But at times in our past, special treatment of women was part and parcel of a point of view that did not exactly promote a view of equality under the law. "Protecting" women often equaled disenfranchisement.

And in an interesting backlash against women's rights, there are those who blame not just the death of chivalry but the almost every one of our social ills on the dreaded "feminists." I see that as a understandable, if simplistic and unnuanced, nostalgia for what seemed like a simpler time, when men and women had more discrete roles. I can't tell you how many times I've heard people, men and women alike, bemoan the complexity of a world without the old road map.
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Old 02-22-2007, 01:49 PM   #44
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Quote:
Originally Posted by Clutch
...
Yes, Chilvary is dead and it was killed by women.....
Exactly. I am one of those men who likes to hold door open for a woman, and who wouldn't let a woman lift a havy box, and pool the chair in the restaraunt etc. But a while ago I held the door, or rather tried to hold the door for one of the ladies, well I shouldn't call her a lady, the word that comes to mind is not permited to use here. So she yeld and scramed at me and called me names, like sissy etc. Like after that anyone would like to hold a door, yeah right.
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Old 02-22-2007, 03:11 PM   #45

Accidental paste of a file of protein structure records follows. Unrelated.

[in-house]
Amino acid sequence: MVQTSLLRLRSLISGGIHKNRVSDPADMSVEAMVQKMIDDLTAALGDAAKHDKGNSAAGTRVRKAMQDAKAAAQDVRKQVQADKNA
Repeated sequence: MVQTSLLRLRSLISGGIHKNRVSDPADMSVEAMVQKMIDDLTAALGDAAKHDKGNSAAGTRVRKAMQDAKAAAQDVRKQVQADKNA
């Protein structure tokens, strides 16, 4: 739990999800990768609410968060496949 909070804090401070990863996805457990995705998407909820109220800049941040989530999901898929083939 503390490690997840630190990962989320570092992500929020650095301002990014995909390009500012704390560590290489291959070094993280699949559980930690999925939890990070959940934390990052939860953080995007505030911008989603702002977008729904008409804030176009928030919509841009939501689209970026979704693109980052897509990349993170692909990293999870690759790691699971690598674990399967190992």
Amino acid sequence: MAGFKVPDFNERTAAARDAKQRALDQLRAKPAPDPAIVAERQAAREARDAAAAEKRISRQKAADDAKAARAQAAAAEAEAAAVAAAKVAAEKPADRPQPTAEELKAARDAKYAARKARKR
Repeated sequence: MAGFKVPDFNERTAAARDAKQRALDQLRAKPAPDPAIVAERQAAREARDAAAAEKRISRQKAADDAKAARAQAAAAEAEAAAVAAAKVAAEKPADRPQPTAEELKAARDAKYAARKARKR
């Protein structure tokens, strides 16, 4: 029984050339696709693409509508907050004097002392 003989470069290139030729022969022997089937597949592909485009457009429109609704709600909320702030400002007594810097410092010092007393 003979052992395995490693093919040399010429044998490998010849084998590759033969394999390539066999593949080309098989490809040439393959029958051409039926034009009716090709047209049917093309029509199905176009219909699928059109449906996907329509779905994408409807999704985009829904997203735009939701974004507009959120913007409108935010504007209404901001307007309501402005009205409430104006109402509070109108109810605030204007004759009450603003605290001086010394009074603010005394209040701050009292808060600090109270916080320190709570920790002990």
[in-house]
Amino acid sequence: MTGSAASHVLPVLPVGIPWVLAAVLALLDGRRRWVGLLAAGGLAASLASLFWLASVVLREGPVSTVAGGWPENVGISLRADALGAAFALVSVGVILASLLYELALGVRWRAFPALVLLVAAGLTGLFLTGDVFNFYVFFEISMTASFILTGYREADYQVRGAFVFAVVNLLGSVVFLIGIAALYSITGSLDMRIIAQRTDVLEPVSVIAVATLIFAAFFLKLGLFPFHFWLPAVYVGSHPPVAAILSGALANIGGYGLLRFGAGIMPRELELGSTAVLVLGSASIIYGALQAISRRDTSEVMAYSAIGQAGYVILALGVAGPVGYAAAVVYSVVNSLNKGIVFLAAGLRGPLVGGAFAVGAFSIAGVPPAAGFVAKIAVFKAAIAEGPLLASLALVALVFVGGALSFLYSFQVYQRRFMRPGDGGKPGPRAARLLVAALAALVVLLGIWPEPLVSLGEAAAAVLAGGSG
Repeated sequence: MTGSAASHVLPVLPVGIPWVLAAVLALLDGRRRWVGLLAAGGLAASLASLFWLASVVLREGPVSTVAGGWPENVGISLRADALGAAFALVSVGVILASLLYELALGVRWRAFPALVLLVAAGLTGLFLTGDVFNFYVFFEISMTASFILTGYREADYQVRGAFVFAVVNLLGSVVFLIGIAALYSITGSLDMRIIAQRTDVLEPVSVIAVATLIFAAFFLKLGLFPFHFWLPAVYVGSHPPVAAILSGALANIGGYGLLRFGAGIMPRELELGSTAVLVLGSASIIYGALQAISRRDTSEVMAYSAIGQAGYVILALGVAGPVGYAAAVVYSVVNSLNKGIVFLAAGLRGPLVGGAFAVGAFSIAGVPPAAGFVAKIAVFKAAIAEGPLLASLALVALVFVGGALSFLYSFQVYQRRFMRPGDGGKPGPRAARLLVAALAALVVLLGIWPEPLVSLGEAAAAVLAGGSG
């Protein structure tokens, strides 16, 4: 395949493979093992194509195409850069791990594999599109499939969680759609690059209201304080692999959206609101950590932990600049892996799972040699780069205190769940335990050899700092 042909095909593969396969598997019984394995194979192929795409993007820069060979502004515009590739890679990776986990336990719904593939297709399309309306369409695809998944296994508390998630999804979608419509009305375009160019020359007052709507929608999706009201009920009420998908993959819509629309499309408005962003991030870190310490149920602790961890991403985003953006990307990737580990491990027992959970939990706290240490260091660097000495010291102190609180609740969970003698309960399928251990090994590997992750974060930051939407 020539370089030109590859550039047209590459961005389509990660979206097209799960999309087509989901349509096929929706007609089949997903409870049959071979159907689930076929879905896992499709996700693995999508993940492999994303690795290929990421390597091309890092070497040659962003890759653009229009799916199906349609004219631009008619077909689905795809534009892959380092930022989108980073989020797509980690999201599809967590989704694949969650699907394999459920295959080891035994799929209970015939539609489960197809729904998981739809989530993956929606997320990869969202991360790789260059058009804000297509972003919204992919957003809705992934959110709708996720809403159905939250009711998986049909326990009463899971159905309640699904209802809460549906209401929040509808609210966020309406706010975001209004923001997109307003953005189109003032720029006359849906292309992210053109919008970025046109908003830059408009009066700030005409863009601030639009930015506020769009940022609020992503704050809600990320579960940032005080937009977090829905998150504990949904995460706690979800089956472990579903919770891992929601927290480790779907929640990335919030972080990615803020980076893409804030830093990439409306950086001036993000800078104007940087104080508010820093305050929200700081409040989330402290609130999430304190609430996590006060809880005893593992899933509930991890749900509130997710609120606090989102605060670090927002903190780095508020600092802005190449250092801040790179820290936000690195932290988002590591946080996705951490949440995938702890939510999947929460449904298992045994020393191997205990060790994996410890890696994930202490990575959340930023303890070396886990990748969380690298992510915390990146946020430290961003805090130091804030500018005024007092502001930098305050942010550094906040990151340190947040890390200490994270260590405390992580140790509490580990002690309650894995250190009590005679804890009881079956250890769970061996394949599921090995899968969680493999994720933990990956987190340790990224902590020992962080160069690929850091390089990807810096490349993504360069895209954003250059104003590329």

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I think it has got alot to do with how you were raised and your role models, both my sons and grandson have been taught and have seen how to treat others. Iam proud of them !
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Old 02-22-2007, 03:15 PM   #46
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Quote:
Originally Posted by CharlieD
Exactly. I am one of those men who likes to hold door open for a woman, and who wouldn't let a woman lift a havy box, and pool the chair in the restaraunt etc. But a while ago I held the door, or rather tried to hold the door for one of the ladies, well I shouldn't call her a lady, the word that comes to mind is not permited to use here. So she yeld and scramed at me and called me names, like sissy etc. Like after that anyone would like to hold a door, yeah right.
That reflects not on you Charlie, but on her. That is an unfortunate experience, but simply reflects on her lack of class and manners not on yours.
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Old 02-23-2007, 12:11 AM   #47
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As long as "The Dark Knight" Breathes, there will always continue to be Chilvary our fair maidens. You will have to ask Barbara who it is sometime. Long Live "The Dark Knight" !
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Old 02-23-2007, 05:19 AM   #48
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Americans are much criticized these days, mostly for political reasons, but they are a very polite people in general, whatever you may think.

Best regards,
Alex R.